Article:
Toshiba Machine Announces a Metal 3D Printer Ten Times Faster Than Others on the Market
It’s rare to see technology sectors advance as quickly as metal 3D printing has. Until very recently, the technology was lagging a bit behind other forms of 3D printing. Its cost, plus the size of the printers required, limited it mostly to large industrial companies, but just in the last few months there’s been a burst of innovations making metal printers smaller, cheaper and more accessible. From startups like Desktop Metal to major corporations like Additive Industries, this year’s major focus seems to be on advancing metal 3D printing.
The latest company to announce a new metal printer is Toshiba Corporation, which has, in conjunction with its machine tools unit Toshiba Machine, developed a prototype for a metal printer that promises to be ten times faster than most powder bed fusion sintering printers.
The new prototype will be showcased at Monozukuri Matching Japan 2015, taking place in Tokyo December 2-4. The printer, which utilizes laser metal deposition technology, can work with a variety of metals including iron, stainless steel and Inconel, and its key selling point, its speed, was achieved thanks to Toshiba’s knowledge of fluid simulation technology. The corporation developed a nozzle that reduces the area to which the metal particles are deposited, allowing for the laser beam to precisely focus in on the tiny area of deposition. According to Toshiba’s internal testing, the printer can achieve a fabrication speed of 100cc per hour with an 800-watt laser. It’s also capable of building larger structures at a lower cost than currently available methods.
Toshiba, which hopes to have the printer on the market around 2017, is working on improving the prototype to achieve even higher speeds and precision, as well as fine-tuning it to interact with 3D CAD software. In addition to marketing the printer to customers, the company aims to use it to manufacture parts for social infrastructure systems to help them improve their production efficiency.
The new metal printer marks Toshiba’s entrance into the 3D printing market. It’s surprising that the massive corporation, which has a firm hold on other machining sectors such as die casting and injection molding, hasn’t already established itself in 3D printing, but its promise to make metal 3D printing both faster and less expensive should be very appealing to customers. That’s the goal of Japan’s Ministry of Economy, Trade and Industry, whose program “Technological Development for Next-Generation Industrial 3D Printers and Ultra-High-Precision 3D Shaping Systems” sponsored the development of Toshiba’s new printer. If metal 3D printing continues to grow at the rate that it has been, the technology should look drastically different by 2017, but Toshiba appears to have gotten a pretty good head start.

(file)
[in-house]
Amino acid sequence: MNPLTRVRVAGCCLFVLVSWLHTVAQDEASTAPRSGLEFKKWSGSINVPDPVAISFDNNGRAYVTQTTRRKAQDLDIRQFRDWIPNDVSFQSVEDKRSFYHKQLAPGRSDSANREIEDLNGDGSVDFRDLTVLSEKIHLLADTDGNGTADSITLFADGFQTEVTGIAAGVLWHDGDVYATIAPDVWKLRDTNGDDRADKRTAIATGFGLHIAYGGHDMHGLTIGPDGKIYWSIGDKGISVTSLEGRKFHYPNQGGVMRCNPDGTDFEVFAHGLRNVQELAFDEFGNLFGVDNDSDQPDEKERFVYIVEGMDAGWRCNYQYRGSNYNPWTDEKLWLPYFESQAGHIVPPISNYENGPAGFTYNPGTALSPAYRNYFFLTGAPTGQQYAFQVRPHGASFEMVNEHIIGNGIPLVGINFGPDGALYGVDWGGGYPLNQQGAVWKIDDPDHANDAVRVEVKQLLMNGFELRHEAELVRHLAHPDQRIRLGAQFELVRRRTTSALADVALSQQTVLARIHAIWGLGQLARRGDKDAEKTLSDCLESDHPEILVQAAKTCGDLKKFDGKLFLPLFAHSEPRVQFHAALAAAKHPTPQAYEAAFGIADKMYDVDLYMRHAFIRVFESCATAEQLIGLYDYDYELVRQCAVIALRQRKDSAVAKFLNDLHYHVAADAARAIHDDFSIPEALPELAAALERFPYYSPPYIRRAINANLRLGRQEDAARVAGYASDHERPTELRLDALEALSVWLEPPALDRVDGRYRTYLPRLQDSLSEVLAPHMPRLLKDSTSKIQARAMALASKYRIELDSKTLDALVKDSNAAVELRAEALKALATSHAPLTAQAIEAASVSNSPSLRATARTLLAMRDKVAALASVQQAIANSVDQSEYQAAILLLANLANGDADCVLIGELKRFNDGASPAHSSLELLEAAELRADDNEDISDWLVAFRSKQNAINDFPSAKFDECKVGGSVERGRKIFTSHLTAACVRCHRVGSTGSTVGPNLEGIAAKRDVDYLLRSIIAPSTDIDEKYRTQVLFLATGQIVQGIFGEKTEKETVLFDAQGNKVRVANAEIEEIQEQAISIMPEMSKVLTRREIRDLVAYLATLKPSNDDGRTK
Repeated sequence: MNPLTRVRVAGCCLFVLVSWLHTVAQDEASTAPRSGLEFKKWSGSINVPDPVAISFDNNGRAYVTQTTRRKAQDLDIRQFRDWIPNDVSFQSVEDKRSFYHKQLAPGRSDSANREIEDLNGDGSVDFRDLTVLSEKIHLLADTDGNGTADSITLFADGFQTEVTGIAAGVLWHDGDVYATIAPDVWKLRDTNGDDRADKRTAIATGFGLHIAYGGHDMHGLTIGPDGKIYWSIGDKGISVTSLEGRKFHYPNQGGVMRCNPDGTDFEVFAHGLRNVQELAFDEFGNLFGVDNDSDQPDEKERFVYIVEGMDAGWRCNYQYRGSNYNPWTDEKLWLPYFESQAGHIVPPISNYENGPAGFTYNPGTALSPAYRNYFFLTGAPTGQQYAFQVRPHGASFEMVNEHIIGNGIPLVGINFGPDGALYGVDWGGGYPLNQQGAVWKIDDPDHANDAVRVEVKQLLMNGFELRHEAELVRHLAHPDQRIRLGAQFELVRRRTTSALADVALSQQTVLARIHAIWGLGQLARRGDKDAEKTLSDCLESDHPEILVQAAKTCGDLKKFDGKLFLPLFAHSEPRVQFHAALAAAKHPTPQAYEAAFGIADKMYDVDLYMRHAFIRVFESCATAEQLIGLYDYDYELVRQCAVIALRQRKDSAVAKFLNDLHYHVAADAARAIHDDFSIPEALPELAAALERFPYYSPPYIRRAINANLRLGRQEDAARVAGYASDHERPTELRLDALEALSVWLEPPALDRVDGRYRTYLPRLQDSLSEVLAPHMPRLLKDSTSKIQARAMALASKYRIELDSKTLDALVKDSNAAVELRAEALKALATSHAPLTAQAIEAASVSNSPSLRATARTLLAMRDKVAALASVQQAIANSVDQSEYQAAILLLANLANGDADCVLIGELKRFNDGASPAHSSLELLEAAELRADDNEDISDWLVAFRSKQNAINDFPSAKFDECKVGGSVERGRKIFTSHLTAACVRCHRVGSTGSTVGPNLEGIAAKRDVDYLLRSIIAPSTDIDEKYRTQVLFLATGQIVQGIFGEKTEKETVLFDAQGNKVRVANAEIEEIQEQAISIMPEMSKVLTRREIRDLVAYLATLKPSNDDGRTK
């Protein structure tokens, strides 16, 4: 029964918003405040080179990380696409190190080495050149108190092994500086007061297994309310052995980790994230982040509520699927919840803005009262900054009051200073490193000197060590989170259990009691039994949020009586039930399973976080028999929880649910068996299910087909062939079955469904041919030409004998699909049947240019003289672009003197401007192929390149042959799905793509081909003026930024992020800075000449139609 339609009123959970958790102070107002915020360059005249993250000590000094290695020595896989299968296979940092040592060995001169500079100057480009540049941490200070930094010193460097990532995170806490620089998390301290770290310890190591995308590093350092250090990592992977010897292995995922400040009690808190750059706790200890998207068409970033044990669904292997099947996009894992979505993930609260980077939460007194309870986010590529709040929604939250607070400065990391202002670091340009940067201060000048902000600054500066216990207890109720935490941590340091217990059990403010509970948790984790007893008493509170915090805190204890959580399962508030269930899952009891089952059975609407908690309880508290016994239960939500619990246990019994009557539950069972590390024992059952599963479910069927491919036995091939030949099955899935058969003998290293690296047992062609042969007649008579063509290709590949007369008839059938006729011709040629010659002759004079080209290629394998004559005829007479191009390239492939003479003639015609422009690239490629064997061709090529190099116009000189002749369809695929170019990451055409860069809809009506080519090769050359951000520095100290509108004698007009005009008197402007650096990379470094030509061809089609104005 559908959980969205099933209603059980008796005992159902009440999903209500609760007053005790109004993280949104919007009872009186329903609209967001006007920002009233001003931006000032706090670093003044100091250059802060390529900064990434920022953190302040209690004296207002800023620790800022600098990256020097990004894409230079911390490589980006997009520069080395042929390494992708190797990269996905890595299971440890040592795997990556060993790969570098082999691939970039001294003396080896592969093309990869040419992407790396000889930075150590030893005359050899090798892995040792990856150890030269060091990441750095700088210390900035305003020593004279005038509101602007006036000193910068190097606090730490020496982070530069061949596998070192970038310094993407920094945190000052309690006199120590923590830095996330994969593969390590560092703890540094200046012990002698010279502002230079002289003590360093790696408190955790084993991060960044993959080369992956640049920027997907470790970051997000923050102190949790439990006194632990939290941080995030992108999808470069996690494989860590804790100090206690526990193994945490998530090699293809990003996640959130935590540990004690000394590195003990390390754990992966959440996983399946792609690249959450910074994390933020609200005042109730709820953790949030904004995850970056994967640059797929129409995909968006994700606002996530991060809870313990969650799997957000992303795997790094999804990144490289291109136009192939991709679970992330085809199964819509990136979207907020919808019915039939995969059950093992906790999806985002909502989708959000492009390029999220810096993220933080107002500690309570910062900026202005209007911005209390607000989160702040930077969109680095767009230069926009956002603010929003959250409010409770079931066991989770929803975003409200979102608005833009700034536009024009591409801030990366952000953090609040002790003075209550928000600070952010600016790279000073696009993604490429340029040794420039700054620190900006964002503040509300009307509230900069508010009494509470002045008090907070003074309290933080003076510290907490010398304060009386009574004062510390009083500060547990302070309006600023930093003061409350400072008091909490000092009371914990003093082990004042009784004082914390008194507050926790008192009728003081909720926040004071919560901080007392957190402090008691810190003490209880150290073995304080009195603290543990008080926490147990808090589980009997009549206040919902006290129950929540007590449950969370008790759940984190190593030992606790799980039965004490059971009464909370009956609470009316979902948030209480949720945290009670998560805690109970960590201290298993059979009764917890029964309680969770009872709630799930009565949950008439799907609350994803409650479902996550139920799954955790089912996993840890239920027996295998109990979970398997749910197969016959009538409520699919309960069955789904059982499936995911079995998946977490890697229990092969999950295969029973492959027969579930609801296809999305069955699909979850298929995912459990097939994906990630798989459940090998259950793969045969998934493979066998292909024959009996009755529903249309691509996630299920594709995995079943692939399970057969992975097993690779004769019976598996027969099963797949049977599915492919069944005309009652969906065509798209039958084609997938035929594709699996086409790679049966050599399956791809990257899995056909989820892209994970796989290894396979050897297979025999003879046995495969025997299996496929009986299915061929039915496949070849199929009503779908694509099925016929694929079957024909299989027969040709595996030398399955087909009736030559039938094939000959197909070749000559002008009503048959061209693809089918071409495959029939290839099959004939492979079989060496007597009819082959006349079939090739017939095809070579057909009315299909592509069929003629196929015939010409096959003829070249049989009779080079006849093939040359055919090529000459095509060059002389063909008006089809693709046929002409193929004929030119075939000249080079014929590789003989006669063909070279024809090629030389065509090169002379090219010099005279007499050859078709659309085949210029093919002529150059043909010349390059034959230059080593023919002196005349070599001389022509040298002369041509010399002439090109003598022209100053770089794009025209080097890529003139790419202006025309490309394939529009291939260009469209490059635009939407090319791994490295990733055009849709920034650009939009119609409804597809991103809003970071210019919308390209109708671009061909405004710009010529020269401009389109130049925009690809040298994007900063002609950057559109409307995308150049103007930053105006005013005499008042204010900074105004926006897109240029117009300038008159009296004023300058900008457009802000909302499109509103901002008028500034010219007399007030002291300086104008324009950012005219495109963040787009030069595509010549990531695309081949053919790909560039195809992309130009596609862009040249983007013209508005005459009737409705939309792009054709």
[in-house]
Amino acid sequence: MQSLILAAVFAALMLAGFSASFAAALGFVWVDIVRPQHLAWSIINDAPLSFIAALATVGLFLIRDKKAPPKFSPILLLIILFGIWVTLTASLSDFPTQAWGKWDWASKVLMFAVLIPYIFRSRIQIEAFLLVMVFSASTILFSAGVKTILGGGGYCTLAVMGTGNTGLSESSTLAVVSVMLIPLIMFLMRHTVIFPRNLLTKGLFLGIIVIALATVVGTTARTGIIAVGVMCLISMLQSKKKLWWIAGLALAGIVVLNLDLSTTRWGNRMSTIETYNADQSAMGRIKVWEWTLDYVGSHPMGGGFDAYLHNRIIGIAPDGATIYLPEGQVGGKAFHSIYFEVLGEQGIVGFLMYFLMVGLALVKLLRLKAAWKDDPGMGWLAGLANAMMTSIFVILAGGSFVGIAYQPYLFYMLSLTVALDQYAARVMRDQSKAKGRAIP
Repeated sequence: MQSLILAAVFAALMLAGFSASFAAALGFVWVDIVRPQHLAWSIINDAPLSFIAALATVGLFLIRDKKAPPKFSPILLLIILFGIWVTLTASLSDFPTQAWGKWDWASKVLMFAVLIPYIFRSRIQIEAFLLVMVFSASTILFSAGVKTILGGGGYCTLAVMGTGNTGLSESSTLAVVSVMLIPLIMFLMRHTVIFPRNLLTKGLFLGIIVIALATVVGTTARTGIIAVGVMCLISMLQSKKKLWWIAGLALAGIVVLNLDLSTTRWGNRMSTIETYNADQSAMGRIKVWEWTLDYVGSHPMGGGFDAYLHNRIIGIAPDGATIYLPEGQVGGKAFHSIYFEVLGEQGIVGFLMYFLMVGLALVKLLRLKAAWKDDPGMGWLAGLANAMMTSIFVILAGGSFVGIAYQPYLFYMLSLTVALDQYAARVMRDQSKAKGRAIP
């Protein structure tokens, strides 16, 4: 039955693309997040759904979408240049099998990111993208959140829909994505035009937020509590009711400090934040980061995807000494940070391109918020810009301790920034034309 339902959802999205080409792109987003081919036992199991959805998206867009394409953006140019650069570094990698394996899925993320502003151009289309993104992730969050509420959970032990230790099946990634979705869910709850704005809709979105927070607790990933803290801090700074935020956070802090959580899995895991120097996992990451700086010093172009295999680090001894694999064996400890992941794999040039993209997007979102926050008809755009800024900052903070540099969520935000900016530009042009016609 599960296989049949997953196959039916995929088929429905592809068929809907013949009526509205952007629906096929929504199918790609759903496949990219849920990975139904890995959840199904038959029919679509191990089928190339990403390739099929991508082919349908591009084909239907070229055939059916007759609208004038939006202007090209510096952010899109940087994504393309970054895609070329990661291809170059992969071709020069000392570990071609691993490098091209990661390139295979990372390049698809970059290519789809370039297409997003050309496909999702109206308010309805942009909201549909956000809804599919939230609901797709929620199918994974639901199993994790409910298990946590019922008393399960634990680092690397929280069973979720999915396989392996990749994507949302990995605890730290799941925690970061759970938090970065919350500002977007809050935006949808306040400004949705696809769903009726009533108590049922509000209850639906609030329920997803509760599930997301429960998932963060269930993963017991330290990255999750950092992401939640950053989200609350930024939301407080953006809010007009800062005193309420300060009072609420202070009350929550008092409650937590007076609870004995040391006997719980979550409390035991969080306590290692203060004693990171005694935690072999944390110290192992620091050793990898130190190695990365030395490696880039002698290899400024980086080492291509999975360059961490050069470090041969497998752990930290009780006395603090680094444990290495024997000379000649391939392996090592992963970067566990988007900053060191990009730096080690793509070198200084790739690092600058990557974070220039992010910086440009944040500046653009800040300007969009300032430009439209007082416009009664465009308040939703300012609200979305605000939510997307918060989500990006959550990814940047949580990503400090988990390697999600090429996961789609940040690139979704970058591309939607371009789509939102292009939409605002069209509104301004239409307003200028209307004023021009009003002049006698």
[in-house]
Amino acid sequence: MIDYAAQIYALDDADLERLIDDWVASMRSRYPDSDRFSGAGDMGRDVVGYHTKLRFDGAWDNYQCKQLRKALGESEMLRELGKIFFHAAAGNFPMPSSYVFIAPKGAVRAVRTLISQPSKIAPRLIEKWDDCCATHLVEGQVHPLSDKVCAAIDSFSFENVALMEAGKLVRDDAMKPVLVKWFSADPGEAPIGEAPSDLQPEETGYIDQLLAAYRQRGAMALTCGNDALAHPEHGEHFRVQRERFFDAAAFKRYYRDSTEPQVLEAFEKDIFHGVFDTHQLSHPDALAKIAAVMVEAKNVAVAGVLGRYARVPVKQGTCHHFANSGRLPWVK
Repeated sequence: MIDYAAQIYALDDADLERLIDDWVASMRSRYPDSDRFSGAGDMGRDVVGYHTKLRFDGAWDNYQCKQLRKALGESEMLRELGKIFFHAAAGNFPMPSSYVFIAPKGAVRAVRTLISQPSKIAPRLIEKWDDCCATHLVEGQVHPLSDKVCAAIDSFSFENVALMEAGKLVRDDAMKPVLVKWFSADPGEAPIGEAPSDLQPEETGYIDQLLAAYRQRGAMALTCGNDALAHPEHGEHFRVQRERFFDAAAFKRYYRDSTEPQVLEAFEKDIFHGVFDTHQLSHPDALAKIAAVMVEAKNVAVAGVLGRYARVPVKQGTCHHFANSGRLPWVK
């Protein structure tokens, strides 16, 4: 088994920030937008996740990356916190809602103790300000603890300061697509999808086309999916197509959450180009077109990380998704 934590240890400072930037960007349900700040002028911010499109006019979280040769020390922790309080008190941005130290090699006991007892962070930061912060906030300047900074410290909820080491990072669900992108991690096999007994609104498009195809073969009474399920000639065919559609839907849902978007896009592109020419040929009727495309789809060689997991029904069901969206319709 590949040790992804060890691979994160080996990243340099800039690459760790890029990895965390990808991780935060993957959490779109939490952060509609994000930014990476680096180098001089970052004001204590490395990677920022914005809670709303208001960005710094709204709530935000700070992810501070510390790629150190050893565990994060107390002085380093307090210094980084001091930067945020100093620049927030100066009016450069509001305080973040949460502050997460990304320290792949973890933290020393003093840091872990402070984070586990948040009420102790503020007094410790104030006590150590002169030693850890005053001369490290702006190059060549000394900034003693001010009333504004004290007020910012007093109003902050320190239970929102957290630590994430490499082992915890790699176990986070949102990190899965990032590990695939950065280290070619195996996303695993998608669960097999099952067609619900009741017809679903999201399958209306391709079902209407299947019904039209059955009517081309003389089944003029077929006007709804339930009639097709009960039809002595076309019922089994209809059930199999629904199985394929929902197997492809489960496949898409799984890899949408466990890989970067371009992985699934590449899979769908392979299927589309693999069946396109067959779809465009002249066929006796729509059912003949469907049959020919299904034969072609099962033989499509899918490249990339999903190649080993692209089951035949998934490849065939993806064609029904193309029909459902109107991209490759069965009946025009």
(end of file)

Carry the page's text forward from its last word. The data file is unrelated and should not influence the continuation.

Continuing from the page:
What are your thoughts on Toshiba entering the market in 2017? Let us know in the Toshiba 3D Printer Forum on 3DPB.com.
You May Also Like
SmarTech Releases Reports on Aluminum Alloy 3D Printing and the Automotive AM Market
For the last several years, industry analyst firm SmarTech Analysis has been providing the additive manufacturing industry with market data and analysis on topics ranging from 3D printed nanomaterials and metal...
4D Printed Shape Memory Polymers Given Better Performance & Recyclability
Authors Ang Li, Adithya Challapalli, and Guoqiang Li explore a trend that continues to grow: 4D printing. Their findings are explained in the recently published “4D Printing of Recyclable Lightweight...
Successes In 3D Printing Spinal Implants in Two Complex Cases
In the recently published ‘Challenges in the design and regulatory approval of 3D printed surgical implants: a two-case series,’ authors Koen Willemsen, Razmara Nizak, Herke Jan Noordmans, René M Castelein,...
Scientists Use 3D Printed Models to Further Congenital Heart Disease Studies
In the recently published ‘Accurate Congenital Heart Disease Model Generation for 3D Printing,’ researchers explore 3D printing for diagnosis, treatment, and planning in congenital heart disease (CHD) patients. CHD usually...
View our broad assortment of in house and third party products.